... Among the many visual design elements, color serves as a specific visual stimulus that shapes a visitor's perception of the ambient temperature [65]. Such perceived cool or warmth on temperature elicits varying degrees of social proximity, language concreteness, and relational focus, and exerts an effect on individual behavior through the mechanism of insula [66]. Williams and Bargh [67] showed that the warmth sensed by the body can influence interpersonal judgments and prosocial behavior. ...
... Previous studies have documented that perceived warmth is associated with interpersonal intimacy; that is, perceived warmth creates feelings of interpersonal closeness [73], and promotes interpersonal trust, cooperation, and friendship [74]. Specifically, warm colors are more evocative of warmth than cool colors [66] and provide consumers with a sense that their surroundings are more socially dense [75]. In this manner, a warm-toned interface of a medical crowdfunding website will bring warm psychological perceptions and positive attitudes to donors, making them feel less distant from the medical crowdfunding platform and other help-seekers, and thus more likely to evoke their emotional trust toward the platform and project. ...
Article
Full-text available
Background As a type of donation-based crowdfunding, medical crowdfunding has gradually become an important way for patients who have difficulty paying medical bills to seek help from the public. However, many people still have limited confidence in donating money to medical crowdfunding projects. Objective Given that the features of a medical crowdfunding website may be important to gain users’ trust, this study draws upon two-factor and trust theories to explore how different design features of medical crowdfunding websites affect potential donors’ cognition-based trust and affect-based trust, and how these types of trust affect the intention to donate. MethodsA 2 (informativeness: high vs low) × 2 (visual cues: cool color vs warm color) × 2 (social cues: with vs without) between-subject laboratory experiment was performed to validate our research model. A total of 320 undergraduate students recruited from a university in China participated in the controlled laboratory experiment. ResultsCognition-based trust (β=.528, P
... One may consider an experiment in which a user querying one of these search engines while using the same query in Rivendell to compare the results. This kind of experiment does not provide a valid comparison of the search engines performance [13,15], as a result of the different user interface, experiment flow, and the data presented for each result. Such kind of experiment Table 2: Mean percentage of query's precision. ...
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Finding relevant research literature in online databases is a familiar challenge to all researchers. General search approaches trying to tackle this challenge fall into two groups: one-time search and life-time search. We observe that both approaches ignore unique attributes of the research domain and are affected by concept drift. We posit that in searching for research papers, a combination of a life-time search engine with an explicitly-provided context (project) provides a solution to the concept drift problem. We developed and deployed a project-based meta-search engine for research papers called Rivendell. Using Rivendell, we conducted experiments with 199 subjects, comparing project-based search performance to one-time and life-time search engines, revealing an improvement of up to 12.8 percent in project-based search compared to life-time search.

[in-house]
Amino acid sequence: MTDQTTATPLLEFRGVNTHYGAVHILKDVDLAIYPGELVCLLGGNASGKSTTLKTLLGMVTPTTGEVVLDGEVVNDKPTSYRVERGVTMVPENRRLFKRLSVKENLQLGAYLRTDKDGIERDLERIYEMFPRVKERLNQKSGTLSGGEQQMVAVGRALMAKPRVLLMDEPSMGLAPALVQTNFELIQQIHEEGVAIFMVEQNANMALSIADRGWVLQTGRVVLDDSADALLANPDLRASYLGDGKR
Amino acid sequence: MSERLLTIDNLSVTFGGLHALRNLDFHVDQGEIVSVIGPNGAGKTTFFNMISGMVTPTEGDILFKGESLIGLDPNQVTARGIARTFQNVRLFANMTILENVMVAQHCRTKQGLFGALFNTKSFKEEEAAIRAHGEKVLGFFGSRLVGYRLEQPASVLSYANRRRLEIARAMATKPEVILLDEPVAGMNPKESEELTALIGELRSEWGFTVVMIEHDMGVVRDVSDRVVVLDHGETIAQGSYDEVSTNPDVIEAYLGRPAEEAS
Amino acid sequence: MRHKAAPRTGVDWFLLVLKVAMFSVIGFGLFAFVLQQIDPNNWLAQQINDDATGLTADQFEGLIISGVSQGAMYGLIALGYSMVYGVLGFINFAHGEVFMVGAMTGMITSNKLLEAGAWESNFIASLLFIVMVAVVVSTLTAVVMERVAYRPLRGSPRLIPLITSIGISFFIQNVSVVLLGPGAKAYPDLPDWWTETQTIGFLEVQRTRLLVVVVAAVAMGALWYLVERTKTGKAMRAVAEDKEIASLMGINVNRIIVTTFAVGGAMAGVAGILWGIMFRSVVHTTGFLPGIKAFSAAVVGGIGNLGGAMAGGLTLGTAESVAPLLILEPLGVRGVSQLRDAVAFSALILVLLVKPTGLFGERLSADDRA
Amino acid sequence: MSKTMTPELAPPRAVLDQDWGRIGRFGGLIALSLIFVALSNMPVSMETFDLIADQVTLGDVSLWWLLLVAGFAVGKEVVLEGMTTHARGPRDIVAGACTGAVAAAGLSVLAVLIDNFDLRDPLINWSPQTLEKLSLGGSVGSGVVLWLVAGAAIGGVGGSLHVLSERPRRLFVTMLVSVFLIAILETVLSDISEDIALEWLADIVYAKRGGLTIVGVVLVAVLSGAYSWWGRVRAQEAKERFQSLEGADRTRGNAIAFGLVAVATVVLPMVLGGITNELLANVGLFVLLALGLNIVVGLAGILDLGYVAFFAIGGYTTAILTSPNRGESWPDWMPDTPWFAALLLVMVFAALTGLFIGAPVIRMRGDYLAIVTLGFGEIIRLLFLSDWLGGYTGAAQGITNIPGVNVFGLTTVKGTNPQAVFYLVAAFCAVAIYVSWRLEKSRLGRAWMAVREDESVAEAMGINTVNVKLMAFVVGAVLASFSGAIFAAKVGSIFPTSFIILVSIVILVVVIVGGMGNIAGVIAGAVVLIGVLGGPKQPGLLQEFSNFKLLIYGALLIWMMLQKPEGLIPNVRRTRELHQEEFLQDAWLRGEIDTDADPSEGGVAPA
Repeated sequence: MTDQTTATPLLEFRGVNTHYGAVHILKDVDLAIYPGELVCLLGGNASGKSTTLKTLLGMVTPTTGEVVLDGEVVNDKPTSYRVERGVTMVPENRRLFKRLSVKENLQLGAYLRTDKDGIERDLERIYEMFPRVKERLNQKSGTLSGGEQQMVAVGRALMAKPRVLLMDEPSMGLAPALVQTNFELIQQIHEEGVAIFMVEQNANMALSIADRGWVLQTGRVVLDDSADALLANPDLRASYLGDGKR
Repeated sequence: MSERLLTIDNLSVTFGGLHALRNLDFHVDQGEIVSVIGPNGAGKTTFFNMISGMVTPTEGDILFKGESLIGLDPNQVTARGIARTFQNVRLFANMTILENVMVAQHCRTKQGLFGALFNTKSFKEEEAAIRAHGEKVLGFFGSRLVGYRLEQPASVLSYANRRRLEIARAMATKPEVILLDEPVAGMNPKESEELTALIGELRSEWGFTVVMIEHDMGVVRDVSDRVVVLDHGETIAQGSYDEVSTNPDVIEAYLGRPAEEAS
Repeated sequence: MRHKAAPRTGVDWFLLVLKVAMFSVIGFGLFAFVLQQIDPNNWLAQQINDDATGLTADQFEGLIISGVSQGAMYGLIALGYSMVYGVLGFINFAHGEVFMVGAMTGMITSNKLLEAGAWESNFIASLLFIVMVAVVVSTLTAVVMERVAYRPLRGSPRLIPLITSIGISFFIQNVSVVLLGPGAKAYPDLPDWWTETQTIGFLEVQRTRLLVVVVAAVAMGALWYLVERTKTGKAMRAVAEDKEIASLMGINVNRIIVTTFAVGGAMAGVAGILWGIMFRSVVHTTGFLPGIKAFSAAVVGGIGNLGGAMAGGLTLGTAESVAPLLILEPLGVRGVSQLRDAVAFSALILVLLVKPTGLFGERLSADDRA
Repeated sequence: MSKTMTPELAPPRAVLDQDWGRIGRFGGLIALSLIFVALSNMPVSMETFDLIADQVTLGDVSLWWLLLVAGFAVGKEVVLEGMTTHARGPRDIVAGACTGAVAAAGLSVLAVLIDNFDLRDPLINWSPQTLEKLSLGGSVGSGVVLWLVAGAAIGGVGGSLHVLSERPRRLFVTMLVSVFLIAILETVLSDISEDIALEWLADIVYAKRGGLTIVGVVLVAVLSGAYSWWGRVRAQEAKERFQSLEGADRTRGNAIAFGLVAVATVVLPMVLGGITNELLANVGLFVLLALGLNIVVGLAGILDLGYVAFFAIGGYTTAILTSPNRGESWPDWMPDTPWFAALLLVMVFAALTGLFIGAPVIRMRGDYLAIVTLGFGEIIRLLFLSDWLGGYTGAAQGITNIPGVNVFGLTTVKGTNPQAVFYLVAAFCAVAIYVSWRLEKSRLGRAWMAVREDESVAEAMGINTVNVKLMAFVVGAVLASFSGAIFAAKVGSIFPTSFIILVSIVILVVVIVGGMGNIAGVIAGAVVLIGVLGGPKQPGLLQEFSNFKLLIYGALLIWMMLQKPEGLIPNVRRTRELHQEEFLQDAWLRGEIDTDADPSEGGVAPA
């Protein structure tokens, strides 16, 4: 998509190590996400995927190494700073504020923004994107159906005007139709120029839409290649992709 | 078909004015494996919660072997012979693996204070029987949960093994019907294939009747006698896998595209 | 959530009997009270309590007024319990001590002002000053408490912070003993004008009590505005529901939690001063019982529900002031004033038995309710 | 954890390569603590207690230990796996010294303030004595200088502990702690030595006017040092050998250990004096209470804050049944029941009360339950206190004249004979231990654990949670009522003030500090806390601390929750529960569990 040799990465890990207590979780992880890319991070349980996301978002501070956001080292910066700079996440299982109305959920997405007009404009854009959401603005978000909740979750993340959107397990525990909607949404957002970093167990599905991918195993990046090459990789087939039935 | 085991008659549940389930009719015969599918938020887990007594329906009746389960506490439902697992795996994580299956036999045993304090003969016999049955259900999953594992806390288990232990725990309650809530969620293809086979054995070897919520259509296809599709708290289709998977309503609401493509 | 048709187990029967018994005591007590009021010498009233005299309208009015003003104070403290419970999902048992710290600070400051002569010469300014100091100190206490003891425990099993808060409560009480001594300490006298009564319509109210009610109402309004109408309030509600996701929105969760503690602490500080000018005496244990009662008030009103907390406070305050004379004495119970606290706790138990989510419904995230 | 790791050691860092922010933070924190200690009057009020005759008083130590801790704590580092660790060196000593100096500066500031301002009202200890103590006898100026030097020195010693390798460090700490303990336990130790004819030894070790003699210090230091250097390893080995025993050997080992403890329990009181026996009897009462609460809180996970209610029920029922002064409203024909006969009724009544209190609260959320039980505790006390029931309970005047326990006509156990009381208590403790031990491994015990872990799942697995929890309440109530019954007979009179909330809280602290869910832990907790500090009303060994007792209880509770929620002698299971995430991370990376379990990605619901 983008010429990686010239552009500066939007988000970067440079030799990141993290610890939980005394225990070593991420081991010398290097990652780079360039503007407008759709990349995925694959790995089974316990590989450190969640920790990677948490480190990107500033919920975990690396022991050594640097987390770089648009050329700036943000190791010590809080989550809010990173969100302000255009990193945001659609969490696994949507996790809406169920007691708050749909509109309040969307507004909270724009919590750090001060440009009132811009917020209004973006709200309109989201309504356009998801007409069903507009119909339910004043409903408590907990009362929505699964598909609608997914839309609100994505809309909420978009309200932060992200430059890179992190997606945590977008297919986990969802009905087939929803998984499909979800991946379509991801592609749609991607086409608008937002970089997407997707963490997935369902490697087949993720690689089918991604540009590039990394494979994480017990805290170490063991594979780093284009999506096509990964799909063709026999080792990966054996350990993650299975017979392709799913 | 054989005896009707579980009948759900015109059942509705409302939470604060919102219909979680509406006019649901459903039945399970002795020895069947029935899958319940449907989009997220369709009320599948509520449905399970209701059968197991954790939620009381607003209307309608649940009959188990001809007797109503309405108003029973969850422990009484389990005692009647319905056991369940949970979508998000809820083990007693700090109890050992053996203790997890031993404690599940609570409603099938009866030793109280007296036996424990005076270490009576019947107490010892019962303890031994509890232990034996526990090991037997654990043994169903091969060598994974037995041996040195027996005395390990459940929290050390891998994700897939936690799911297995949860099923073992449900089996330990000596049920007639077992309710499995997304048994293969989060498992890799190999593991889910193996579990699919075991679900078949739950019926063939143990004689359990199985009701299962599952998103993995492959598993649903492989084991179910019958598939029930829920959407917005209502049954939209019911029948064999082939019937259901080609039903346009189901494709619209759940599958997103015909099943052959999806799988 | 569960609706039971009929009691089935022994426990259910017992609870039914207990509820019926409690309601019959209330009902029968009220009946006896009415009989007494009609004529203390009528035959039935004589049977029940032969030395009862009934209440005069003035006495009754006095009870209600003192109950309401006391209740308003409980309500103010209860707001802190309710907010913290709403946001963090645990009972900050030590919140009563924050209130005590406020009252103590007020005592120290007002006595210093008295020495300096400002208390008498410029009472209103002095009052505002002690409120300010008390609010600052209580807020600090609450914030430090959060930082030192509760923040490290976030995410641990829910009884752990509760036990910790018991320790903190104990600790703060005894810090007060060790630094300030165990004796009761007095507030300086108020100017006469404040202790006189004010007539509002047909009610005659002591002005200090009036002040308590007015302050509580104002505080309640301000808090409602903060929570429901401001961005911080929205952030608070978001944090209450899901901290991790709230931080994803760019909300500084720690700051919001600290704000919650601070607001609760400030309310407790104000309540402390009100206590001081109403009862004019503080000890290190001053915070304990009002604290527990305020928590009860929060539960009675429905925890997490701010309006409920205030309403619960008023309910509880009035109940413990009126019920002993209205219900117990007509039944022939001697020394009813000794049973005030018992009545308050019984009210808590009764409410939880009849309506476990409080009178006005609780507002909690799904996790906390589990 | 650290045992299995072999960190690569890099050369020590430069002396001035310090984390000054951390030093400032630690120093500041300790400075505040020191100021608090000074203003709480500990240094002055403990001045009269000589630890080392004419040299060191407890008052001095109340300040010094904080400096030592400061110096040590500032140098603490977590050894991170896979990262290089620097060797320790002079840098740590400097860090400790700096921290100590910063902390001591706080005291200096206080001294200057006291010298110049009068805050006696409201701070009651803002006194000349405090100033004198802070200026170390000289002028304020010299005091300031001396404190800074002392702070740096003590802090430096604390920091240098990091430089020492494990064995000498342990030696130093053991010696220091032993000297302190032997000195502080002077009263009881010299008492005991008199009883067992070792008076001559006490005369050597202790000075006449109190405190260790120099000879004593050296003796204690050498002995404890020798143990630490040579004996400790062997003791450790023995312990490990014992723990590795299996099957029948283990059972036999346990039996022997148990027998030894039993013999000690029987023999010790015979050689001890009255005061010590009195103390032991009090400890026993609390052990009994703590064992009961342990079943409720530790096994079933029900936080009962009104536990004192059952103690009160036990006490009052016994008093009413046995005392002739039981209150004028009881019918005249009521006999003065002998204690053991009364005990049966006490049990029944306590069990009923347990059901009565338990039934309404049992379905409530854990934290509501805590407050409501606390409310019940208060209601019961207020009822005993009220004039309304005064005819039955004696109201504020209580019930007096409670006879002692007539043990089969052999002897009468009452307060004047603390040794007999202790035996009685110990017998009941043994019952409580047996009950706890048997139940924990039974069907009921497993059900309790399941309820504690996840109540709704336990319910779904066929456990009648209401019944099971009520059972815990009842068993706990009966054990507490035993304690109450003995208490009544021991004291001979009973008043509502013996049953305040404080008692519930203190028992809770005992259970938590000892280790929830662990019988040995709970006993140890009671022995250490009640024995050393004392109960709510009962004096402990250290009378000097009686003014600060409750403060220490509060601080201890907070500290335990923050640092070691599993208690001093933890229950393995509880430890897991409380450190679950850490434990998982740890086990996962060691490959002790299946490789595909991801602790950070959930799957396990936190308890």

... Predominantly, related work in this area is focused on the perception and effects of chromatic colors and their affective impact. For example, Hawlitschek, Jansen, Lux, Teubner and Weinhardt linked UI background color to reciprocation behavior via perceived warmth and color appeal [24]. In electronic commerce, manipulation of the affective state of mind is a potent tool in guiding reciprocity behavior and commercial purchasing power. ...
Conference Paper
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The discussion of color in HCI often remains restricted to issues of legibility, aesthetics or color preferences. Little attention has been given to the emotional and semantic effects of color on digital content. At the example of black and white, this paper reviews previous studies in psychology and reports an experiment that investigates the influence of black, white and gray user interface backgrounds on the perception of sentiment in chat messages on a social media platform (Twitch.tv). Of sixty-seven participants, those who rated the messages against a black background perceived them more negatively than those who worked against a white background. The results suggest that user sentiment perception can be influenced by interface color, especially for ambiguous textual content laced with irony and sarcasm. We claim that this knowledge can be applied in persuasive interaction and user experience design across the entirety of the digital landscape.